The Trump administration has approved a plan to provide lethal weapons to Ukraine, a long-awaited move that deepens America’s involvement in the military conflict and may further strain relations with Russia. Moscow responded angrily on Saturday.
The new arms include American-made Javelin anti-tank missiles, U.S. officials said late Friday. Ukraine has long sought to boost its defenses against Russian-backed separatists armed with tanks that have rolled through eastern Ukraine during violence that has killed more than 10,000 since 2014. Previously, the U.S. has provided Ukraine with support equipment and training, and has let private companies sell some small arms like rifles.
The officials describing the plan weren’t authorized to discuss it publicly and demanded anonymity.
The move is likely to become another sore point between Washington and Moscow, as President Donald Trump contends with ongoing questions about whether he’s too hesitant to confront the Kremlin. Ukraine accuses Russia of sending the tanks, and the U.S. says Moscow is arming, training and fighting alongside the separatists
In this video, Defense Update analyses the impact of U.S PROVIDING JAVELIN ANTI-TANK MISSILES TO UKRAINE AGAINST RUSSIA.
TRUMP’S GO AHEAD
The intensified support for Ukraine’s military also comes amid early discussions about sending U.N. peacekeepers to eastern Ukraine, to improve security conditions not only for Ukrainians but for monitors from the Organization for Security and Cooperation in Europe who are on the ground.
The U.S. and other nations were cautiously optimistic when Russian President Vladimir Putin proposed to send in peacekeepers. But there are major disagreements about how and where the peacekeepers would operate, especially about whether they’d be deployed only on the “line of conflict” between separatists and the government. The U.S. and Ukraine want peacekeepers deployed throughout the separatist-controlled regions stretching to the Ukraine-Russia border.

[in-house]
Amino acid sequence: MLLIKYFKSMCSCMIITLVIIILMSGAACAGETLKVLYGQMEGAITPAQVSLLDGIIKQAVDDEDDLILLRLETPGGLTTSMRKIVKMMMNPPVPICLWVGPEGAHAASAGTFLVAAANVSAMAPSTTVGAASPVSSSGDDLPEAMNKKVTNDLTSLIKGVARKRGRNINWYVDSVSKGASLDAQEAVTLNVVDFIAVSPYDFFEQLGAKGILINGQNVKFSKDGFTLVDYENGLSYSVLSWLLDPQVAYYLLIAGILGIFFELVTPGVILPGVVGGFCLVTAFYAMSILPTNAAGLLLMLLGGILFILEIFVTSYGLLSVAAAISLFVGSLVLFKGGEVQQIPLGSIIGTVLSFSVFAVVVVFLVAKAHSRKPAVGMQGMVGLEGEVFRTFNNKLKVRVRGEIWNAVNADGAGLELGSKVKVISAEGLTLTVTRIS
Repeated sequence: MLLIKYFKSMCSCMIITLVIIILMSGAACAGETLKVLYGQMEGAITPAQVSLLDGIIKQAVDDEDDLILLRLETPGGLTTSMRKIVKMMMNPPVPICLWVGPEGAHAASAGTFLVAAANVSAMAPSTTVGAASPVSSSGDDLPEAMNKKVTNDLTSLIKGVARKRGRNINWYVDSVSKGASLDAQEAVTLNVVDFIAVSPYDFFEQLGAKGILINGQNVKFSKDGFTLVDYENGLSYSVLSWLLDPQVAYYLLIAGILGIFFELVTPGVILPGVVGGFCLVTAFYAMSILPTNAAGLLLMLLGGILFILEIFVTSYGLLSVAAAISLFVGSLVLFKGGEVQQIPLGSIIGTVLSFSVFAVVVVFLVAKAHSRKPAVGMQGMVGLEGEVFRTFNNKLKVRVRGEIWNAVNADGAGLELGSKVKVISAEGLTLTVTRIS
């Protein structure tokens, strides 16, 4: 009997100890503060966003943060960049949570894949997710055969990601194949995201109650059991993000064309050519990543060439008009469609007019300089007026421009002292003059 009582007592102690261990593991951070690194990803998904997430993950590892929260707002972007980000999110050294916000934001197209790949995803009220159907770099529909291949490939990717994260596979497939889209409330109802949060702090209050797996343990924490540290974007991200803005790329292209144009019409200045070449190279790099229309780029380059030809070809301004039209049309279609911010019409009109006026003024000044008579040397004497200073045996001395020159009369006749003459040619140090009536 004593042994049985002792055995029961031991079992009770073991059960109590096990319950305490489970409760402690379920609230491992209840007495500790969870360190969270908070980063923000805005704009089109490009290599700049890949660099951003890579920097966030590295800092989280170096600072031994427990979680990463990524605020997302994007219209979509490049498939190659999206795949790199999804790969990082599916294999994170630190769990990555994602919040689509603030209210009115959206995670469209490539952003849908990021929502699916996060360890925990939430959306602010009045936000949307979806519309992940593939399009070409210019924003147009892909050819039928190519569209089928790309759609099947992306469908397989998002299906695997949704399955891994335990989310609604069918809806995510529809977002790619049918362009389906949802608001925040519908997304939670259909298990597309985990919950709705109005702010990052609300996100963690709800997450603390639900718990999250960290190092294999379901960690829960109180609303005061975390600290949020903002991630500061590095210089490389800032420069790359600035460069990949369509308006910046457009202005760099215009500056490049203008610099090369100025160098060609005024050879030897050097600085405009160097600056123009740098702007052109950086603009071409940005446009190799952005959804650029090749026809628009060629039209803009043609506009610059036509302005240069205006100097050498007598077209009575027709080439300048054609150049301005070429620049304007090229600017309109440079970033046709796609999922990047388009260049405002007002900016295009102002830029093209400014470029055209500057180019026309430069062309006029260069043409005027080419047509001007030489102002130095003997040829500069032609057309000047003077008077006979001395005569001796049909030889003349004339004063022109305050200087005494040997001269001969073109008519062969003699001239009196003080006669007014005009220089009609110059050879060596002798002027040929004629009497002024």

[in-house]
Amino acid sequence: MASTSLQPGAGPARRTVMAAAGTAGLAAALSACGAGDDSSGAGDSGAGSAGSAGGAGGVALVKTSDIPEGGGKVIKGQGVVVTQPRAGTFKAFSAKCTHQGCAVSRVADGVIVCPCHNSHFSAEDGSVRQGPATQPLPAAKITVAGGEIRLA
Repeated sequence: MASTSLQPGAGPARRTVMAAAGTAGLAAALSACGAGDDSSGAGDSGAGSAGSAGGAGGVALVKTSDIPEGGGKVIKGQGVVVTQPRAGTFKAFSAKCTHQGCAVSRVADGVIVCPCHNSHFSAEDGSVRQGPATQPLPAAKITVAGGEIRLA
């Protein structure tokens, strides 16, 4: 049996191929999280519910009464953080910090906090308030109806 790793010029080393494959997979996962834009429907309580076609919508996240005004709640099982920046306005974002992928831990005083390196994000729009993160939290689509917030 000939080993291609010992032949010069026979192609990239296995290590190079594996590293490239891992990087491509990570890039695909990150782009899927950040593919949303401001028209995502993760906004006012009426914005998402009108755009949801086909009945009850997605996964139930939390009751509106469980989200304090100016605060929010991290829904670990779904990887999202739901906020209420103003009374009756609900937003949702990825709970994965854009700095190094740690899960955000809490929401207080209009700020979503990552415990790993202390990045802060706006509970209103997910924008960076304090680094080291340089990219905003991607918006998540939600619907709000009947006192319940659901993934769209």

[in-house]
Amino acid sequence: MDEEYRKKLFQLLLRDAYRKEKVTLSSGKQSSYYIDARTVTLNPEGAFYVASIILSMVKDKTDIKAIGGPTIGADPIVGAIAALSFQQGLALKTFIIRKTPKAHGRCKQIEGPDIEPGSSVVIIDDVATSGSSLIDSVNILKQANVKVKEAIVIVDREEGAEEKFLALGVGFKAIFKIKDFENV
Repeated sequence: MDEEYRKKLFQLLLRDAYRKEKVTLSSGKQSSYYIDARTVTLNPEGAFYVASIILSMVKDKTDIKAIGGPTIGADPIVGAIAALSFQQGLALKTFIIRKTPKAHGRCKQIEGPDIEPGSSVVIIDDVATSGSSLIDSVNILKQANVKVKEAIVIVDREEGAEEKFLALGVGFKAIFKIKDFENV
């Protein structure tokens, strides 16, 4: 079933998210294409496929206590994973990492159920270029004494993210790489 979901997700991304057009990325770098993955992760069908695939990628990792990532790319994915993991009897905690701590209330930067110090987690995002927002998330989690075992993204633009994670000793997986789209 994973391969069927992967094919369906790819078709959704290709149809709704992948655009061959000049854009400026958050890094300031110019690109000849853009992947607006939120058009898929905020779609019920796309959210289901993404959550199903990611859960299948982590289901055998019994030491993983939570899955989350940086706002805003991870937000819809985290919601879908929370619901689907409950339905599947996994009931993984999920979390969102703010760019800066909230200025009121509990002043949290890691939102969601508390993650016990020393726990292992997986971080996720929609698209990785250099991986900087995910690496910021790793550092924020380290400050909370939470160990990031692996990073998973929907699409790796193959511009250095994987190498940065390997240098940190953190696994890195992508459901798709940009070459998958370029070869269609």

The FGM-148 Javelin is an American man-portable fire-and-forget anti-tank missile fielded to replace the M47 Dragon anti-tank missile in US service.It uses an automatic infrared guidance that allows the user to seek cover immediately after launch, as opposed to wired guided systems, like the Dragon, where the user has to actively guide the weapon throughout the engagement. It is manufactured by Raytheon and Lockheed Martin.
The Javelin’s High-Explosive Anti-Tank (HEAT) warhead is capable of defeating modern tanks by attacking them from above where armor is generally thinner, and is also useful against fortifications in a direct attack flight.
The tandem warhead is fitted with two shaped charges: a precursor warhead to detonate any explosive reactive armor and a primary warhead to penetrate base armor.
It has a range of 4.75 km or around 3 miles.
The State Department, responsible for overseeing foreign military sales, would not confirm that anti-tank missiles or other lethal weapons would be sent. But in a statement late Friday, State Department spokeswoman Heather Nauert said the U.S. had decided to provide “enhanced defensive capabilities” to help Ukraine build its military long-term, defend its sovereignty and “deter further aggression.”
“U.S. assistance is entirely defensive in nature, and as we have always said, Ukraine is a sovereign country and has a right to defend itself,” Nauert said.
The White House’s National Security Council declined to comment.
In thanking the U.S. for its support, Ukrainian President Petro Poroshenko addressed the concerns over how the weapons would be used.
“American weapons in the hands of Ukrainian soldiers are not for an offensive, but for a decisive rebuff of the aggressor, the protection of Ukrainian soldiers and civilians, as well as for effective self-defense,” he wrote on Facebook. “It is also a trans-Atlantic vaccination against the Russian virus of aggression.”
Russian Deputy Foreign Minister Sergei Rybakov said the U.S. decision will only make the conflict more deadly and suggested that Russia could be forced to respond. Rybakov said in a statement “U.S is not a mediator. It’s an accomplice in fueling the war,”
The United States, under Obama, also imposed sanctions on Russia for its invasion and annexation of Crimea. The Trump administration has insisted those sanctions will stay in place until Moscow gives up the Crimean Peninsula.
Sending lethal weapons to Ukraine creates the troubling possibility that American arms could kill Russian soldiers, a situation that could thrust the two nuclear-armed nations closer to direct confrontation.
Audio by Scott Leffler — scottleffler.com